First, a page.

Work is almost finished on the huge recycling centre Arsenal Football Club has funded near its new stadium.
Operational trials are due to start in the next couple of weeks at the £60 million Hornsey Street recycling and waste transfer centre.
The premiership champions are moving from Highbury to the site of the North London Waste Authoritys previous waste-transfer unit in north London.
As part of the deal to secure the land, Arsenal agreed to relocate the unit and has funded the building of a state-of-the-art complex.
The new site is an area that had lain derelict for more than 20 years, and will also feature commercial buildings and residential housing. The facility includes a public-access recycling centre, bulk recycling facilities and a waste transfer plant. Built over three floors, it also houses garages and workshops.
Up to 25,000 tonnes of waste can be passed through the Reuse Recycling Centre, and the North London Waste Authority will ensure at least 50% of this is recycled. The London Borough of Islington estimates that 7,500 tonnes will be recycled by April 2005.
An impressive list of materials will be separated at the site. Storage containers exist for green waste, wood, rubble, paper, cardboard, ferrous metal, non-ferrous metal, fridges, freezers, other electrical items, textiles, plastics, cans, clear glass, green glass, gas bottles, cement bonded asbestos, motor batteries and motor oil.
The complex nature of the building, the lack of space in the capital and the number of vehicle movements meant a number of innovations were necessary in the sites construction.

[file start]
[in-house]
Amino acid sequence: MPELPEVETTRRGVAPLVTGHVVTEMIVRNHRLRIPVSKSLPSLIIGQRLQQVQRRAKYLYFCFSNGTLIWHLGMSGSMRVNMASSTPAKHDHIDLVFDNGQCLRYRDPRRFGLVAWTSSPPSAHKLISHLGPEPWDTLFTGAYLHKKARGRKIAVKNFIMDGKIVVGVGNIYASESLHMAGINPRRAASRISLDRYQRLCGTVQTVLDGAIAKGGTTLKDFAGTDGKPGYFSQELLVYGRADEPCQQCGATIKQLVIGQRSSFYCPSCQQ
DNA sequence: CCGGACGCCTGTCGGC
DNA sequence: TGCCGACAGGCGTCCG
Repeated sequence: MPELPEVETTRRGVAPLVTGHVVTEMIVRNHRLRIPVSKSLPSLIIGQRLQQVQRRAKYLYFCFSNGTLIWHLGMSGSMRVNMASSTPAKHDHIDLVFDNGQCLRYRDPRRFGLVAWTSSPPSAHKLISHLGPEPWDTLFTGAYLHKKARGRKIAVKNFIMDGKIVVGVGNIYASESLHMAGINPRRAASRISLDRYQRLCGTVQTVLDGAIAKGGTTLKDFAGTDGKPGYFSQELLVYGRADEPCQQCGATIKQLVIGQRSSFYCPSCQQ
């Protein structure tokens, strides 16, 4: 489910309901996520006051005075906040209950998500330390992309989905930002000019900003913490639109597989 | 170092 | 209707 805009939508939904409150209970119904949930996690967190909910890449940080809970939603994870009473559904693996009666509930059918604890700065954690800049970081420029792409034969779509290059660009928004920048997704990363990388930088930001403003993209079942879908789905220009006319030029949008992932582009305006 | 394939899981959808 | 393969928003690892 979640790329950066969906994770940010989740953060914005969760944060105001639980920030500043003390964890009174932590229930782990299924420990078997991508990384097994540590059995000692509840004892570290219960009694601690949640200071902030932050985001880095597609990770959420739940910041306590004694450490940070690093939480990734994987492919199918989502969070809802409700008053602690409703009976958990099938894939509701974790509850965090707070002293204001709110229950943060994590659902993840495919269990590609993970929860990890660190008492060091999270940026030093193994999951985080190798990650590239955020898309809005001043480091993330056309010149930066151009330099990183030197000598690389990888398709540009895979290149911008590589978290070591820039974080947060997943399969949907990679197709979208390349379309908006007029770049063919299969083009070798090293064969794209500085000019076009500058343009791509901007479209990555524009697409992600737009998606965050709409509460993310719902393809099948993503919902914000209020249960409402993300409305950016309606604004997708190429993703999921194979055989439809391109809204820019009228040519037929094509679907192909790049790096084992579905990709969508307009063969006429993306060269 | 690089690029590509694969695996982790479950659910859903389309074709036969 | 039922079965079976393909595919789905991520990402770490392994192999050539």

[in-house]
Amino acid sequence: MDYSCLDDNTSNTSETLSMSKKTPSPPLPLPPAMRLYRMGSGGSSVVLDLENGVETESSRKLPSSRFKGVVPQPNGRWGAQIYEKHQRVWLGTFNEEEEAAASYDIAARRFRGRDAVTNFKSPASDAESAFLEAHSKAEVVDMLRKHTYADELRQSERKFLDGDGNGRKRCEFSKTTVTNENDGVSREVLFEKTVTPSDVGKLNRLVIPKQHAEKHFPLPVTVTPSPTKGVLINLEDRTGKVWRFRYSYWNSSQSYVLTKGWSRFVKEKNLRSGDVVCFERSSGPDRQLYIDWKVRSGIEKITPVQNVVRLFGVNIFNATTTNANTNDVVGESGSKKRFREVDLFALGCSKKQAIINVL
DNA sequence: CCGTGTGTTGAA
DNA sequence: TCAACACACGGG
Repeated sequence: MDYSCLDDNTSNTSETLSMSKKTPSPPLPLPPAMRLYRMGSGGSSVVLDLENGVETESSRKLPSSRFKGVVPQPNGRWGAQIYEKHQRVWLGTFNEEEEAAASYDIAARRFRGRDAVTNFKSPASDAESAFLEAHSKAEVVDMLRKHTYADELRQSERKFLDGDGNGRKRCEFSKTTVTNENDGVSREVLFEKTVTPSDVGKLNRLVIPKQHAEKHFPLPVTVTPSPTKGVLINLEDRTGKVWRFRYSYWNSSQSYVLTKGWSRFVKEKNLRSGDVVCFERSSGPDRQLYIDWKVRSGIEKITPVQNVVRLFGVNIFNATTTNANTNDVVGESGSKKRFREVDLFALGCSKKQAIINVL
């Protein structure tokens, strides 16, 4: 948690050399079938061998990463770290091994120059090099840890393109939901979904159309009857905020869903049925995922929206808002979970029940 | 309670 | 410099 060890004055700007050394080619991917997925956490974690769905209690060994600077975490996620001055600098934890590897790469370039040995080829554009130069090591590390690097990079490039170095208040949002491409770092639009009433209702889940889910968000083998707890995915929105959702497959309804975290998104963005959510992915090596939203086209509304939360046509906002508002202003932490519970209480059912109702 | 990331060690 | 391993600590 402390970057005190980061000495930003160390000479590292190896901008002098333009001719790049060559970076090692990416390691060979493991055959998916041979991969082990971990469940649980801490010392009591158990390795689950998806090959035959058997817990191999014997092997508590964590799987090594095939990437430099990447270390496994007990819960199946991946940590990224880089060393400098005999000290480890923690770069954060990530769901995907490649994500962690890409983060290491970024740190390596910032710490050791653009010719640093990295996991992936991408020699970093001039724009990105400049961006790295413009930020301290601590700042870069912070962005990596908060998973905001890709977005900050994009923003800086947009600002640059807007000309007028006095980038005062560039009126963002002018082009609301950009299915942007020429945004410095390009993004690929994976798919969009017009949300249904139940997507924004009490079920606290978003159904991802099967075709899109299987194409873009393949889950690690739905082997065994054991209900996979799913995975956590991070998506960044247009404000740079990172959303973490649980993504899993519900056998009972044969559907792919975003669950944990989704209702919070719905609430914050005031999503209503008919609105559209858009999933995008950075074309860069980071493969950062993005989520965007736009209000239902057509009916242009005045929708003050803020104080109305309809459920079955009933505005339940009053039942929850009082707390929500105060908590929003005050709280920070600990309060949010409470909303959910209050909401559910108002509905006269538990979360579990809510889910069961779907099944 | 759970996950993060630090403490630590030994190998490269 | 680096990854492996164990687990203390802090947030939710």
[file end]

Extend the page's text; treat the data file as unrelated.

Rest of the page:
Because the site had to be constructed as quickly as possible, special assembly rigs were designed that allowed fast installation. As the site is in a busy residential and commercial part of London, minimising the impact it made on its surrounding environment was key for planners.
Noise from the centre will be absorbed by 1,400 acoustic baffles installed on the first floor. The building and its systems are also specially designed to contain noise and odour.
Part of the roof is covered with thousands of oxygenating alpine plants, which will create an eco-friendly environment, according to an Arsenal spokesman.
The special fire risk posed by the development meant that ventilation was also important, according to construction firm Senior Hargreaves. Systems were specified to give three to six air changes per hour rising to 10 per hour in the case of a fire. Sprinklers have also been installed to contain fire.
An LPG fuel dispenser is being built into the centre to allow Islingtons council vehicles to top up on the environmentally friendly gas.
The Arsenal spokesman said: Similar to the new stadium development, the new waste and recycling centre will be a state-of-the-art facility, and a considerable, environmental improvement on the old facilities.
The current site close to the new stadium is also a waste transfer site, but the waste is not reprocessed as efficiently.
The new site will not only cater for the waste brought in by the council, but will also be a reuse and recycling centre for the people of the borough, including provision for bulk recycling.
More than 2,000 tonnes of steel, and 20,000 tonnes of concrete have been used in constructing the building. It also contains seven industrial compactors, 11 double-width car stackers and a weather station. u